Florence’s riverfront, like the rest of the city, was fortified with walls and towers until well into the 15th century.
Palazzo dei Giudici (formerly Caslani and now the Science Museum) and Palazzo Spini-Feroni, built in 1290 for the Spini family, the Florentine wool merchants, who dominated this side of the bridge, are relics of the grim facades that once lined the Arno’s banks. Many palaces rose sheer from the river bed so that it was of course impossible to walk alongside the river as we can today. However a Lungarno, or street along the Arno, already existed in the late 13th century between the Ponte alle Grazie and Palazzo dei Giudici, in order to provide access to the cloth drying shed in Santa Croce. The neo-classical Borsa stands on the site today but we can still see the steps in front that once led down to the river. The short stretch between the Ponte Vecchio and Palazzo Spini-Ferroni was paved in 1472. All the other streets parallel to the Arno were internal passageways. Built in the 19th century, Lungarno Serristori, for instance, was once a canal (la Mulina), while Lungarno Torrigiani was a field with the tiny Church of S. Maria sopr’Arno at the Via dei Bardi end. The ancient tower houses were gradually replaced by patrician palaces, with open loggias and large windows, from the 15th century onwards. Note pretty Palazzo Coverelli, whose architect is unknown, on Lungarno Guicciardini. The little street beside it (Via del Presto S. Martino) was once known as Via dei Pizzicotti (Pincher’s Alley) because the local yobs used to pinch anyone who ventured into the alley! Right opposite, the bank is dominated by the golden-yellow fa.ade of Palazzo Corsini, built in grandiose Baroque style by Pier Francesco Silvani and Antonio Ferri between 1648 and 1656. The river and its bridges were used for staging festivities of various kinds from the Middle Ages onwards. The spectacle of the Inferno, organised by the ward of S. Frediano in May 1304 was performed between the Ponte S. Trinita and the Ponte alla Carraia. There were so many spectators on the Ponte alla Carraia that it collapsed with a heavy loss of life. Three centuries later, on New Year’s Eve, a festival on ice was given on the same stretch of river, with decorated sleds, madrigals and the nobility decked out in exotic costumes. Another epic spectacle was the Argonauta, staged for the marriage of Cosimo II. The Arno between the same two bridges was transformed into a giant theatre with grandstands set up along the Lungarni so that the public could watch Jason’s capture of the Golden Fleece, while Cosimo’s bride was presented with six apples, symbolic of the Medici coat of arms. Marvellously decorated boats were transformed into a fire-breathing hydra, a peacock and a dolphin and an artificial island was set up in the middle of the river. The last great performance on the Arno was a fireworks display from the Ponte alla Carraia for the Feast of St. John, though in 1870 this display was transferred to Giuseppe Poggi’s newly created Piazzale Michelangelo. It would be nice to see a return of such events on the Arno, especially in the summer when the gentle evening breeze brings a pleasant respite to the heat of the day. It is possible to take short boat trips (ask the Renaioli – tel. 347.7982356 www.renaioli. it) and often small performances (music, poetry readings, even short plays) are included. The frivolous events of the past however were quite another thing.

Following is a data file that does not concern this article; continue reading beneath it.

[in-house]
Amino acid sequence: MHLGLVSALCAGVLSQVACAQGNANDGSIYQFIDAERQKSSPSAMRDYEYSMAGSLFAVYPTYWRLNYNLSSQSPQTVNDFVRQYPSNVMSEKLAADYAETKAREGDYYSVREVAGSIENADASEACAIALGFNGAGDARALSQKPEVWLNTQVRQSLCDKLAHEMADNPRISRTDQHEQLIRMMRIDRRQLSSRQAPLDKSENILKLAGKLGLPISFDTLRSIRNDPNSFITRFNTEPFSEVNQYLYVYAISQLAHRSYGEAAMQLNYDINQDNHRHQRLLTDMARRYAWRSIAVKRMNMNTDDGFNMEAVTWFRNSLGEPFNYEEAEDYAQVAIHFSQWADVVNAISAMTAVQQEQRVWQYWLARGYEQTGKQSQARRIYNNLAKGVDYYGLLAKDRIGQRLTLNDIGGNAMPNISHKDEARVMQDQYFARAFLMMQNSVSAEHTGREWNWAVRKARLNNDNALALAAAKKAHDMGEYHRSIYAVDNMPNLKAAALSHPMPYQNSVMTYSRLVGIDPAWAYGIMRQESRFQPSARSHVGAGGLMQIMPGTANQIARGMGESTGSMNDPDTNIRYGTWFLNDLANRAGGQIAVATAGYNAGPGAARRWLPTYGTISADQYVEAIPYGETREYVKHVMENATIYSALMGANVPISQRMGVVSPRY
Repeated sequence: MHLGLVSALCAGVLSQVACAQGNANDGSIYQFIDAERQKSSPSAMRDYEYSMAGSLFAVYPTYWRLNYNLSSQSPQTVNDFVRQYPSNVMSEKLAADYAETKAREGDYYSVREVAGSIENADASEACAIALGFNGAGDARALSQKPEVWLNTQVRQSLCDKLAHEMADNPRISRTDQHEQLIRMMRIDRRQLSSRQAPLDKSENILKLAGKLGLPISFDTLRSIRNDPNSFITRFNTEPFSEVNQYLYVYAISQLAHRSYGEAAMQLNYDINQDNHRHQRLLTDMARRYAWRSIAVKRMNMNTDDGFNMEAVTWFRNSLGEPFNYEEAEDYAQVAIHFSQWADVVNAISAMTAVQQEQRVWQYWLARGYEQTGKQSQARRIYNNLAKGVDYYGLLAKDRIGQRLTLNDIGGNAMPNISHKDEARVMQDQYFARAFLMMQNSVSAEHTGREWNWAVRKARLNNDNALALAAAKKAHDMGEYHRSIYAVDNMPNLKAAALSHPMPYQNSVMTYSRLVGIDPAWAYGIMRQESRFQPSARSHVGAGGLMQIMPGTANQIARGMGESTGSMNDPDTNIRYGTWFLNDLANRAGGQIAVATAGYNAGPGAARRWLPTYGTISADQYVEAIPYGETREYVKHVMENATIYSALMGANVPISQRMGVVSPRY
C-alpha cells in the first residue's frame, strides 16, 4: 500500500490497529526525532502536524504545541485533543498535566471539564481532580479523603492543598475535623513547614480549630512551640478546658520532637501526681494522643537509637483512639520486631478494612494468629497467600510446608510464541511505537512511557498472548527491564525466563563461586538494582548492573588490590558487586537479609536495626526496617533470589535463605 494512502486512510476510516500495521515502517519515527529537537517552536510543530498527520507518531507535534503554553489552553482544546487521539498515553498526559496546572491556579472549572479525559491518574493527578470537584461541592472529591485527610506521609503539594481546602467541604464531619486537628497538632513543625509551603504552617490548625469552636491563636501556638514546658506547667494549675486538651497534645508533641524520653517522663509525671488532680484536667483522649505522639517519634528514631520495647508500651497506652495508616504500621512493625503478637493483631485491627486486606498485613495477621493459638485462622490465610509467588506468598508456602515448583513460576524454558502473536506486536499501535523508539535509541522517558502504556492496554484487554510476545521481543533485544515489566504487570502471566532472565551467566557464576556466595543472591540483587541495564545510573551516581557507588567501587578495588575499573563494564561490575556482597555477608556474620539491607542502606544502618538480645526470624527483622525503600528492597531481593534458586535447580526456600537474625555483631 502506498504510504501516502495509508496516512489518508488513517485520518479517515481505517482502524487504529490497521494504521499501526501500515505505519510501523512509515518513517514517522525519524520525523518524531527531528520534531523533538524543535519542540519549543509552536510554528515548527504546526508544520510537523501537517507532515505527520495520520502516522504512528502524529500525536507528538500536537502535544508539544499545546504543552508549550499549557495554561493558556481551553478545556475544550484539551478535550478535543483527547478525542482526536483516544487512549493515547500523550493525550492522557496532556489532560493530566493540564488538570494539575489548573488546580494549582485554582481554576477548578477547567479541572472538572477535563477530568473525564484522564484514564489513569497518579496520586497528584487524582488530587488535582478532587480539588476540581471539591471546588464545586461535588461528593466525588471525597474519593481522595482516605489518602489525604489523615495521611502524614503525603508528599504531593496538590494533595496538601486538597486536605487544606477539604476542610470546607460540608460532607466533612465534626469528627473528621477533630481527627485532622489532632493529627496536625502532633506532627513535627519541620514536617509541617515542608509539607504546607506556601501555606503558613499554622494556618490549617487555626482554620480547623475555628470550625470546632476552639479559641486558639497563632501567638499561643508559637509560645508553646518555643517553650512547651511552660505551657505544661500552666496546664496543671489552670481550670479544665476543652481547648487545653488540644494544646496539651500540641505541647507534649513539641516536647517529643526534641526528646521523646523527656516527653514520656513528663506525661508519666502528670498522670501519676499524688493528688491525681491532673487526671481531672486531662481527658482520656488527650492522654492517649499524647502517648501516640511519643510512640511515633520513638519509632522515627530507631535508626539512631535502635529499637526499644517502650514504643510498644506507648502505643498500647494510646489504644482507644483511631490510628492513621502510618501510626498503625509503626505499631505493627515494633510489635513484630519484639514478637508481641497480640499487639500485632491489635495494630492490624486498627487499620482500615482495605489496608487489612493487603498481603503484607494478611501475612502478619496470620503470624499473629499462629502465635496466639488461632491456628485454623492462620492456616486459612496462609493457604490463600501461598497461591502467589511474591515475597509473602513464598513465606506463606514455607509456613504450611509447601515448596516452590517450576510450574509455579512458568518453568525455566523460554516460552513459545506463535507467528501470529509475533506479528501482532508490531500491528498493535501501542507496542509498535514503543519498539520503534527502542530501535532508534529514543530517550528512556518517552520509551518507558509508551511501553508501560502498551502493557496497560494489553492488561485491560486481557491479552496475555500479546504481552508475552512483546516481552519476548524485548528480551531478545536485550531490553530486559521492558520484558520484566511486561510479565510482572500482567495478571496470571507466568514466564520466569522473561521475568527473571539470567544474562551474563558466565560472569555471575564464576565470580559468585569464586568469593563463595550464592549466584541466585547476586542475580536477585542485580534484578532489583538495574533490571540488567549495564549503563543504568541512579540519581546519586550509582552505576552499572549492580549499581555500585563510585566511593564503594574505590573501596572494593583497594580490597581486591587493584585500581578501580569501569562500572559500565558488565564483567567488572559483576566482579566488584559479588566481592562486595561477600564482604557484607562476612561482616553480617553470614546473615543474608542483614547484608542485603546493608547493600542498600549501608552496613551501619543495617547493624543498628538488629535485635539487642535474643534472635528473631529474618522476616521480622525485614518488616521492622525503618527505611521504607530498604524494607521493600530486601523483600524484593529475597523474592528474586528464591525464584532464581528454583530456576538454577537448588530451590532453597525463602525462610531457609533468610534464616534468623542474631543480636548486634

Massimo Parlanti – Head Concierge Westin Excelsior